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Publication numberUS20100127049 A1
Publication typeApplication
Application numberUS 12/599,396
Publication dateMay 27, 2010
Filing dateMay 8, 2008
Priority dateMay 8, 2007
Also published asEP2154715A1, US8104663, WO2008140019A1
Publication number12599396, 599396, US 2010/0127049 A1, US 2010/127049 A1, US 20100127049 A1, US 20100127049A1, US 2010127049 A1, US 2010127049A1, US-A1-20100127049, US-A1-2010127049, US2010/0127049A1, US2010/127049A1, US20100127049 A1, US20100127049A1, US2010127049 A1, US2010127049A1
InventorsShinji Ishikawa, Eiji Hashino, Kohei Tatsumi
Original AssigneeShinji Ishikawa, Eiji Hashino, Kohei Tatsumi
Export CitationBiBTeX, EndNote, RefMan
External Links: USPTO, USPTO Assignment, Espacenet
Solder ball mounting method and apparatus
US 20100127049 A1
Abstract
The periphery of a mask (3) is formed higher than a region where a ball holding hole (3 a) is formed, a work (1) is arranged at a lower section of the ball holding hole (3 a) of the mask (3), and the ball holding hole (3 a) and an electrode of the work (1) are aligned with each other. A ball (B) is applied on the mask (3), and in such state, vibration is applied to the mask (3) to move the solder ball (B) on the surface of the mask (3) and drop the solder ball (B) into the ball holding hole (3 a). The periphery of the mask (3) is permitted to be lower than the ball holding hole (3 a), and an excessive portion of the solder ball (B) is recovered from over the mask (3).
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Claims(5)
1. A solder ball mounting method using a mask including a plurality of ball holding holes, each being passable by a solder ball, for mounting the solder balls on a work including a plurality of electrodes, at least the plurality of electrodes being coated with flux, the method comprising at least:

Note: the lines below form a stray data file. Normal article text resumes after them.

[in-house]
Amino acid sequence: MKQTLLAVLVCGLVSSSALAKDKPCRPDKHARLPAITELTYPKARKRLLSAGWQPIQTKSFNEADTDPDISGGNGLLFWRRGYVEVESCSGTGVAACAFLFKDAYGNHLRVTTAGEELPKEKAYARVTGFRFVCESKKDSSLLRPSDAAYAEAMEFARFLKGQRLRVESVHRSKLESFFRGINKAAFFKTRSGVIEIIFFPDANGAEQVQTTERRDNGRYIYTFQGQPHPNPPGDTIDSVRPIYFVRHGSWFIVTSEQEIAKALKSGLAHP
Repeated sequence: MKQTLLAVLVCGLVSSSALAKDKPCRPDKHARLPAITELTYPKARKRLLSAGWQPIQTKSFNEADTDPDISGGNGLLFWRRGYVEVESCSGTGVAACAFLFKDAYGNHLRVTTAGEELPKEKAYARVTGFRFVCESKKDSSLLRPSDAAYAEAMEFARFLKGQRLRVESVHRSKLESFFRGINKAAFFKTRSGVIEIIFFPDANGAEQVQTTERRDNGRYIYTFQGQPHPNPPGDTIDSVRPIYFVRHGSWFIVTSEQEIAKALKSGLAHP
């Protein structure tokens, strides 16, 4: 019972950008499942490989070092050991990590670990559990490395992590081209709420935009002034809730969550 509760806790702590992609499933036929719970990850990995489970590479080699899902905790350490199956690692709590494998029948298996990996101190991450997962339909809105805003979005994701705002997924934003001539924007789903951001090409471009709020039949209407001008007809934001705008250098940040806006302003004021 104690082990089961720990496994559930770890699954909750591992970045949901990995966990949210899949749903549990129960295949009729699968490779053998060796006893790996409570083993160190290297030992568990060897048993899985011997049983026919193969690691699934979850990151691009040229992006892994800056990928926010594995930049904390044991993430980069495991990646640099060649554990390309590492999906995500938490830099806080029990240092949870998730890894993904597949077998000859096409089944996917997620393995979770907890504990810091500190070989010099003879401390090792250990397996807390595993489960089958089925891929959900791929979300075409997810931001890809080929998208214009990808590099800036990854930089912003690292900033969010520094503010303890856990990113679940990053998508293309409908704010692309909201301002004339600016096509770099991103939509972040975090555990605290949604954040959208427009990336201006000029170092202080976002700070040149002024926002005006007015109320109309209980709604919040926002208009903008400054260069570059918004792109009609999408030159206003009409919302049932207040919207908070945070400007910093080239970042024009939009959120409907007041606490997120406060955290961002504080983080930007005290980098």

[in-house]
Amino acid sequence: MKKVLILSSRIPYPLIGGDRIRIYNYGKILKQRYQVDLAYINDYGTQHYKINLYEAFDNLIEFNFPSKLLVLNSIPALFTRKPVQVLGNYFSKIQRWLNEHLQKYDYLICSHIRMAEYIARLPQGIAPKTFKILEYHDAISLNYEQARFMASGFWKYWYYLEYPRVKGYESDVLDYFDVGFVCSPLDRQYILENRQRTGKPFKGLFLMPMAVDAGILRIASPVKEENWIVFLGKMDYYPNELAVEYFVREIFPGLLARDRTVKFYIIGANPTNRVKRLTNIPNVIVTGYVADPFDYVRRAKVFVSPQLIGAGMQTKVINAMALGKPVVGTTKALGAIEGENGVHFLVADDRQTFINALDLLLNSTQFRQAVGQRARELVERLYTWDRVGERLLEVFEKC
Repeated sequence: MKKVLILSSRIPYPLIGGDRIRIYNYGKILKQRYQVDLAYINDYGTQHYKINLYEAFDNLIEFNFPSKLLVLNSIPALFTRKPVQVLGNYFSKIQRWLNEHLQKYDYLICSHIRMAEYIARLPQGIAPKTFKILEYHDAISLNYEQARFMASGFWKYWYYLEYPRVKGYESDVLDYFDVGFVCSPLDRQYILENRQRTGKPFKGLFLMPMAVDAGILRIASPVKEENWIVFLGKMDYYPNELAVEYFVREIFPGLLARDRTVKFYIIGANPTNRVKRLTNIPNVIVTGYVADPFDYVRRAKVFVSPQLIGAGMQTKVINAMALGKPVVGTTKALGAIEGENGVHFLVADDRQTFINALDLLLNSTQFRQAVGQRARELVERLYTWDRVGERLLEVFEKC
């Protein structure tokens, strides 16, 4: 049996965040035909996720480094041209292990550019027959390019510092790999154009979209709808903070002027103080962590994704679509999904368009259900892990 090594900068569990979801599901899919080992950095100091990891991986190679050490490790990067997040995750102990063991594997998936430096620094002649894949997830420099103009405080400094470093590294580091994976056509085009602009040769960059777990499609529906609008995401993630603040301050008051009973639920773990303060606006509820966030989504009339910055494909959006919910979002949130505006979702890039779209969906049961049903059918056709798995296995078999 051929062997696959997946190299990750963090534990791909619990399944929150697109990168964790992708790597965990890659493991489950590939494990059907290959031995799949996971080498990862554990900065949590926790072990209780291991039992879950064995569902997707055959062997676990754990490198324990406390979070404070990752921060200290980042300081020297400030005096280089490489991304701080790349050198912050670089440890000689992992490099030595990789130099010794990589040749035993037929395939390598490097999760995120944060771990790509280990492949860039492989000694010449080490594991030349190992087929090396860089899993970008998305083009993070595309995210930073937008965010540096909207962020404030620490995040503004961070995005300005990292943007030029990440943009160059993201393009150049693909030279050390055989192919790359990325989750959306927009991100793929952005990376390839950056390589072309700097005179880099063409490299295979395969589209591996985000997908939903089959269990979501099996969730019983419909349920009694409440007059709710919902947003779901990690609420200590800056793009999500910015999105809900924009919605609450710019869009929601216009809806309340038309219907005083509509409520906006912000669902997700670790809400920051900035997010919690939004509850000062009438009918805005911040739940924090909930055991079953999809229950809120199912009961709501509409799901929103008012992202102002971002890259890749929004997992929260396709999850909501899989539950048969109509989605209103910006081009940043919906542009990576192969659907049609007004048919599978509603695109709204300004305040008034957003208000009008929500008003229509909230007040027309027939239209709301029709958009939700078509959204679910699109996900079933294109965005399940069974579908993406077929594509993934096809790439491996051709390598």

raising a part surrounding the mask higher than a region where the ball holding holes are formed;
positioning the work under the ball holding holes of the mask and aligning the electrodes of the work with the ball holding holes;
supplying the solder balls onto the mask;
while the solder balls are being supplied onto the mask, vibrating the mask to move the solder balls across the surface of the mask to drop the solder balls into the solder ball holding holes; and
lowering the part surrounding the mask lower than the ball holding hales to collect excess solder balls from the mask.
2. The solder ball mounting method according to claim 1, wherein the frequency of vibration applied to the mask is greater than or equal to 20 Hz.
3. The solder ball mounting method according to claim 1, wherein the part surrounding the mask is raised and lowered by 0.4 mm or greater from the ball holding holes.
4. The solder ball mounting method according to claim 1, wherein the work uniformly coated with the flux is used.
5. A solder ball mounting apparatus using a mask including a plurality of ball holding holes, each being passable by a solder ball, for mounting the solder balls on a work, the apparatus comprising at least:
a stage on which the work is to be placed;
a stage raising and lowering mechanism raising and lowering the stage;
a plurality of mask frames holding the mask;
a mask raising and lowering mechanism raising and lowering the mask frame with respect to the ball holding holes;
a ball supplying mechanism supplying the solder balls onto the mask;
a positioning mechanism aligning the electrodes of the work with the ball holding holes;
a mask vibrating mechanism vibrating the mask; and
a ball collecting mechanism collecting excess solder ball from the mask.
Description
TECHNICAL FIELD